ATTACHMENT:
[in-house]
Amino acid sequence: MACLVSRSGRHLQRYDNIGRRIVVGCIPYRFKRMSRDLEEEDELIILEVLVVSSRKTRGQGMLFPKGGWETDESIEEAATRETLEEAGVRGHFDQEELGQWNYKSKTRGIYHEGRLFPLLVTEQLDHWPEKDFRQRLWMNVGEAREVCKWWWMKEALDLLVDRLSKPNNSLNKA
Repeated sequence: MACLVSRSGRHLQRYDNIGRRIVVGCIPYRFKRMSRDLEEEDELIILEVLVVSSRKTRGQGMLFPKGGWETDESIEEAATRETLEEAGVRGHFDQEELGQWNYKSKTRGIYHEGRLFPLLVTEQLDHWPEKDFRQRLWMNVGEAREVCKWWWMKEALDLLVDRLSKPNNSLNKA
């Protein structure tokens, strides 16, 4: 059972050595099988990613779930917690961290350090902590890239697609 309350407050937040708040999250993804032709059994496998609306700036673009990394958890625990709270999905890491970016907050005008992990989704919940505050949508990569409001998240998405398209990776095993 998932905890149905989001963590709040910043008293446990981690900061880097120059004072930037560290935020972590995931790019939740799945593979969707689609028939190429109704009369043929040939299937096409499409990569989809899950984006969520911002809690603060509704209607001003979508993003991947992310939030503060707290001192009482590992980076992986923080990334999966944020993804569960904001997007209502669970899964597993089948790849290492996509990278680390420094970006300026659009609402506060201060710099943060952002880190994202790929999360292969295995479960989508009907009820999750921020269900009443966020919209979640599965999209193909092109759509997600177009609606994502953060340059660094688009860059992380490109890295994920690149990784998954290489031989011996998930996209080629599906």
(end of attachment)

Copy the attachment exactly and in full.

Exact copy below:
[in-house]
Amino acid sequence: MACLVSRSGRHLQRYDNIGRRIVVGCIPYRFKRMSRDLEEEDELIILEVLVVSSRKTRGQGMLFPKGGWETDESIEEAATRETLEEAGVRGHFDQEELGQWNYKSKTRGIYHEGRLFPLLVTEQLDHWPEKDFRQRLWMNVGEAREVCKWWWMKEALDLLVDRLSKPNNSLNKA
Repeated sequence: MACLVSRSGRHLQRYDNIGRRIVVGCIPYRFKRMSRDLEEEDELIILEVLVVSSRKTRGQGMLFPKGGWETDESIEEAATRETLEEAGVRGHFDQEELGQWNYKSKTRGIYHEGRLFPLLVTEQLDHWPEKDFRQRLWMNVGEAREVCKWWWMKEALDLLVDRLSKPNNSLNKA
């Protein structure tokens, strides 16, 4: 059972050595099988990613779930917690961290350090902590890239697609 309350407050937040708040999250993804032709059994496998609306700036673009990394958890625990709270999905890491970016907050005008992990989704919940505050949508990569409001998240998405398209990776095993 998932905890149905989001963590709040910043008293446990981690900061880097120059004072930037560290935020972590995931790019939740799945593979969707689609028939190429109704009369043929040939299937096409499409990569989809899950984006969520911002809690603060509704209607001003979508993003991947992310939030503060707290001192009482590992980076992986923080990334999966944020993804569960904001997007209502669970899964597993089948790849290492996509990278680390420094970006300026659009609402506060201060710099943060952002880190994202790929999360292969295995479960989508009907009820999750921020269900009443966020919209979640599965999209193909092109759509997600177009609606994502953060340059660094688009860059992380490109890295994920690149990784998954290489031989011996998930996209080629599906």